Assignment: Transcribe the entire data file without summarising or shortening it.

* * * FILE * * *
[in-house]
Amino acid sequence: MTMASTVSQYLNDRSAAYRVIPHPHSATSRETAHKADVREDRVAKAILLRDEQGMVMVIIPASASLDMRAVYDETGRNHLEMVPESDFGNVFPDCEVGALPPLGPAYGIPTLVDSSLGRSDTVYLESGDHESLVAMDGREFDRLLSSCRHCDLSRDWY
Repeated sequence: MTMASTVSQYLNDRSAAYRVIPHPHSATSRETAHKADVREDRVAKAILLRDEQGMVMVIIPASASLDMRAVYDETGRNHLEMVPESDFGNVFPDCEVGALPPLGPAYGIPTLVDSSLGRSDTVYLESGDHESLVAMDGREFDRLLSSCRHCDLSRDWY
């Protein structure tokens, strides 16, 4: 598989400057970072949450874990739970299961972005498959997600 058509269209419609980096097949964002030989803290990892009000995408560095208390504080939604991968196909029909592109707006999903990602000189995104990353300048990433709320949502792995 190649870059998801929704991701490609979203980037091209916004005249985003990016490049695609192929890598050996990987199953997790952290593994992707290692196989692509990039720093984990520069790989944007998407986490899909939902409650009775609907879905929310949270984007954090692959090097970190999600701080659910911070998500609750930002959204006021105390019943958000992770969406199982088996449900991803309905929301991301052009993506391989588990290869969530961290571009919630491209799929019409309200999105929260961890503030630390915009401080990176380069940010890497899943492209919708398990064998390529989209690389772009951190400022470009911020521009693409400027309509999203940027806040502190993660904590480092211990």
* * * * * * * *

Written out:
[in-house]
Amino acid sequence: MTMASTVSQYLNDRSAAYRVIPHPHSATSRETAHKADVREDRVAKAILLRDEQGMVMVIIPASASLDMRAVYDETGRNHLEMVPESDFGNVFPDCEVGALPPLGPAYGIPTLVDSSLGRSDTVYLESGDHESLVAMDGREFDRLLSSCRHCDLSRDWY
Repeated sequence: MTMASTVSQYLNDRSAAYRVIPHPHSATSRETAHKADVREDRVAKAILLRDEQGMVMVIIPASASLDMRAVYDETGRNHLEMVPESDFGNVFPDCEVGALPPLGPAYGIPTLVDSSLGRSDTVYLESGDHESLVAMDGREFDRLLSSCRHCDLSRDWY
């Protein structure tokens, strides 16, 4: 598989400057970072949450874990739970299961972005498959997600 058509269209419609980096097949964002030989803290990892009000995408560095208390504080939604991968196909029909592109707006999903990602000189995104990353300048990433709320949502792995 190649870059998801929704991701490609979203980037091209916004005249985003990016490049695609192929890598050996990987199953997790952290593994992707290692196989692509990039720093984990520069790989944007998407986490899909939902409650009775609907879905929310949270984007954090692959090097970190999600701080659910911070998500609750930002959204006021105390019943958000992770969406199982088996449900991803309905929301991301052009993506391989588990290869969530961290571009919630491209799929019409309200999105929260961890503030630390915009401080990176380069940010890497899943492209919708398990064998390529989209690389772009951190400022470009911020521009693409400027309509999203940027806040502190993660904590480092211990």